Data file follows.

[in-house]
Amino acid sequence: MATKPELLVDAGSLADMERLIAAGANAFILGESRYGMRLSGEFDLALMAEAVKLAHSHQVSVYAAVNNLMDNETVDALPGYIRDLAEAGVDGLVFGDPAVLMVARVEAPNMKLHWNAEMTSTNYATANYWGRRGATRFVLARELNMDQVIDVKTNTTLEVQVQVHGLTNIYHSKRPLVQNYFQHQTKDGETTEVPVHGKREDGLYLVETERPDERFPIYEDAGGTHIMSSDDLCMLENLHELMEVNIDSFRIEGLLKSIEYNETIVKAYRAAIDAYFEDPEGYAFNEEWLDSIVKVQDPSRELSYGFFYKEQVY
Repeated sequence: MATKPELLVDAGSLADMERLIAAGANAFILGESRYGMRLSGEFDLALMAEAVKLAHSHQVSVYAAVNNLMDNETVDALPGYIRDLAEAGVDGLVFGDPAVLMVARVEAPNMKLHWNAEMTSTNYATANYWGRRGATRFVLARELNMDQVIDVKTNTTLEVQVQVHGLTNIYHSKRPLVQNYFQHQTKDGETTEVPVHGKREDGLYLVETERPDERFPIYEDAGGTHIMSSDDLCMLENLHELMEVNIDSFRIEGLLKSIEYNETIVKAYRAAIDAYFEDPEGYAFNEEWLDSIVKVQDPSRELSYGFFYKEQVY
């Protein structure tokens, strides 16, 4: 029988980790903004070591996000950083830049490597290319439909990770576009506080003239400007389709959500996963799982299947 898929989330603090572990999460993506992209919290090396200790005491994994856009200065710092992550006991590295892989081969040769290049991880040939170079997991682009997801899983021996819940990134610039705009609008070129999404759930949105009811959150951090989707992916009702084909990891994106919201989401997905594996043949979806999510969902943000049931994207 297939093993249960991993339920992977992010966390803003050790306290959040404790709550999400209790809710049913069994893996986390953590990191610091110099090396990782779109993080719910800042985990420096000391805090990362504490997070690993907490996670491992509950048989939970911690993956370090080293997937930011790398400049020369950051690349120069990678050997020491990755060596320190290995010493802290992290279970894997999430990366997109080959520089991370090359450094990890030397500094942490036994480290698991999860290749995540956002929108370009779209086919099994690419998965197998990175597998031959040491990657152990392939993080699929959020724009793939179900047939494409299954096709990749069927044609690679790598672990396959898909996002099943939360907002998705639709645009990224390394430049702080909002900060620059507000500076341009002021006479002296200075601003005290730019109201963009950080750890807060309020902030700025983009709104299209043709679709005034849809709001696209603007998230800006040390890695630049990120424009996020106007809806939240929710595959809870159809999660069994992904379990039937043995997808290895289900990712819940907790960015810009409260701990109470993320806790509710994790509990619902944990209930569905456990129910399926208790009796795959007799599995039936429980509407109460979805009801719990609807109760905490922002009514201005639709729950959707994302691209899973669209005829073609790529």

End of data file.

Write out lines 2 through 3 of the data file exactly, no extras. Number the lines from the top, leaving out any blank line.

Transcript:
Amino acid sequence: MATKPELLVDAGSLADMERLIAAGANAFILGESRYGMRLSGEFDLALMAEAVKLAHSHQVSVYAAVNNLMDNETVDALPGYIRDLAEAGVDGLVFGDPAVLMVARVEAPNMKLHWNAEMTSTNYATANYWGRRGATRFVLARELNMDQVIDVKTNTTLEVQVQVHGLTNIYHSKRPLVQNYFQHQTKDGETTEVPVHGKREDGLYLVETERPDERFPIYEDAGGTHIMSSDDLCMLENLHELMEVNIDSFRIEGLLKSIEYNETIVKAYRAAIDAYFEDPEGYAFNEEWLDSIVKVQDPSRELSYGFFYKEQVY
Repeated sequence: MATKPELLVDAGSLADMERLIAAGANAFILGESRYGMRLSGEFDLALMAEAVKLAHSHQVSVYAAVNNLMDNETVDALPGYIRDLAEAGVDGLVFGDPAVLMVARVEAPNMKLHWNAEMTSTNYATANYWGRRGATRFVLARELNMDQVIDVKTNTTLEVQVQVHGLTNIYHSKRPLVQNYFQHQTKDGETTEVPVHGKREDGLYLVETERPDERFPIYEDAGGTHIMSSDDLCMLENLHELMEVNIDSFRIEGLLKSIEYNETIVKAYRAAIDAYFEDPEGYAFNEEWLDSIVKVQDPSRELSYGFFYKEQVY